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Mechanism of Residue Loss of Hercules AC-528 Components on Plant Foliage1

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Abstract:

The acaricide and insecticide, Hercules AC-.528 (Delnav), is a mixture of the cis and trans isomers of 2,3-p-dioxanedithiol S,S-bis(O,O-diethyl phosphorodithioate) along with certain other phosphorodithioates. Loss of the Hercules AC-.528 components from plants resulted from volatilization, hydrolysis, and the formation of more polar derivatives and more potent anticholinesterase agents. The cis and trails isomers of Hercules AC-528 were similar in persistence so that the isomer ratio did not change during residue loss from that of the insecticide initially applied to the plants. No inter-conversion occurred on plants between the cis and trans isomers and the dioxene derivative, which is an impurity in the technical insecticide. The components of Hercules AC-528were only slowly hydrolyzed on the plant surface, but rapidly hydrolyzed when absorbed into the plants. Several of the components were converted to more polar derivatives and more potent anticholinesterase agents when applied to plants. This conversion may be due in part to the formation of phosphorothiolate derivatives. Attempts at chemical oxidation of certain components of Hercules AC-528 to yield the phosphorothiolate derivatives were only partially successful. Several components of technical Hercules AC-528 and certain non-hydrolyzed derivatives formed from the Hercules AC-528 components after application to plants are not determined by the residue analysis procedure of Dunn (1958). The toxicological significance of the organophosphates present in residues of Hercules AC-528 on crops but not determined by the colorimetric method of analysis cannot he fully evaluated with the limited data presented here.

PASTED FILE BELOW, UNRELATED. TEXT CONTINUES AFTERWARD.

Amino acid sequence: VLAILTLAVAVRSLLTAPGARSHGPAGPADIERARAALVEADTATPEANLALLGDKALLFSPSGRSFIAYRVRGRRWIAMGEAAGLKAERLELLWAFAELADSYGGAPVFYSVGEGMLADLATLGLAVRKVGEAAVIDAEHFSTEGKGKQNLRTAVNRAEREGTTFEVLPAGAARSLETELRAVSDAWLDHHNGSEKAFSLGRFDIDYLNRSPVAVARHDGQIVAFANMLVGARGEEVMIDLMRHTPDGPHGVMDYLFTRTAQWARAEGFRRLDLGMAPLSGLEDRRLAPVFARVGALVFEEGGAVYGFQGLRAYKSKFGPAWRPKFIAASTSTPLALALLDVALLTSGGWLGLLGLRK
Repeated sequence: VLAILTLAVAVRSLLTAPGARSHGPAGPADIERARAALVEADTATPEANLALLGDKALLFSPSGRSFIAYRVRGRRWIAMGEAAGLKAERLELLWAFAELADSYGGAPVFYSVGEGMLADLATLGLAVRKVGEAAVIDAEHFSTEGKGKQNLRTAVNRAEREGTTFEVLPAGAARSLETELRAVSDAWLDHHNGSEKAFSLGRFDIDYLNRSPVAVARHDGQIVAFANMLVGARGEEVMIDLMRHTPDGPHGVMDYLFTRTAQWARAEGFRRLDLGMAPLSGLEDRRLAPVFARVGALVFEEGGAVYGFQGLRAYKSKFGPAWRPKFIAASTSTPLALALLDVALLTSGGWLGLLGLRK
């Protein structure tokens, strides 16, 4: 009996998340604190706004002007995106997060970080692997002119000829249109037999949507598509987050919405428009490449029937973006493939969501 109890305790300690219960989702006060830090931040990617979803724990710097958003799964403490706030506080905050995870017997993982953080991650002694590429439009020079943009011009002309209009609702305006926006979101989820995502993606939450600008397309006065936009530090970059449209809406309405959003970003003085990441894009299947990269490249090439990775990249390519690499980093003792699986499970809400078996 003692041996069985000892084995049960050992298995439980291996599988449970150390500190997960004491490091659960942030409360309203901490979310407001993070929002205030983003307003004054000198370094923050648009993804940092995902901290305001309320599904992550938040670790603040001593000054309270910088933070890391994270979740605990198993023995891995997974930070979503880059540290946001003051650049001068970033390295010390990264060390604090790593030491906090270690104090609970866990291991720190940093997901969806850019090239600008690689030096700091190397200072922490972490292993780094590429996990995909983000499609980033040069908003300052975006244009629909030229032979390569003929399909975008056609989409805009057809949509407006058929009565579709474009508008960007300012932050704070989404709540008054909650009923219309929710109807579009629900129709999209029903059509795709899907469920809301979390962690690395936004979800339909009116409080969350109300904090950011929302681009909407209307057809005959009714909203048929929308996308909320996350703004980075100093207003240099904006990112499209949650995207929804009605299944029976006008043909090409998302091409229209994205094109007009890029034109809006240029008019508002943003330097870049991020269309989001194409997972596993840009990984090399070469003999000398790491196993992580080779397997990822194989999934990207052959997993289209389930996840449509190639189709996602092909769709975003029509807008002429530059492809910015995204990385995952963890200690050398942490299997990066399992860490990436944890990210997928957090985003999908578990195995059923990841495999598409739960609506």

Document Type: Research Article

Publication date: February 1, 1959

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  • Journal of Economic Entomology is published bimonthly in February, April, June, August, October, and December. The journal publishes articles on the economic significance of insects and is divided into the following sections: apiculture & social insects; arthropods in relation to plant disease; forum; insecticide resistance and resistance management; ecotoxicology; biological and microbial control; ecology and behavior; sampling and biostatistics; household and structural insects; medical entomology; molecular entomology; veterinary entomology; forest entomology; horticultural entomology; field and forage crops, and small grains; stored-product; commodity treatment and quarantine entomology; and plant resistance. In addition to research papers, Journal of Economic Entomology publishes Letters to the Editor, interpretive articles in a Forum section, Short Communications, Rapid Communications, and Book Reviews.
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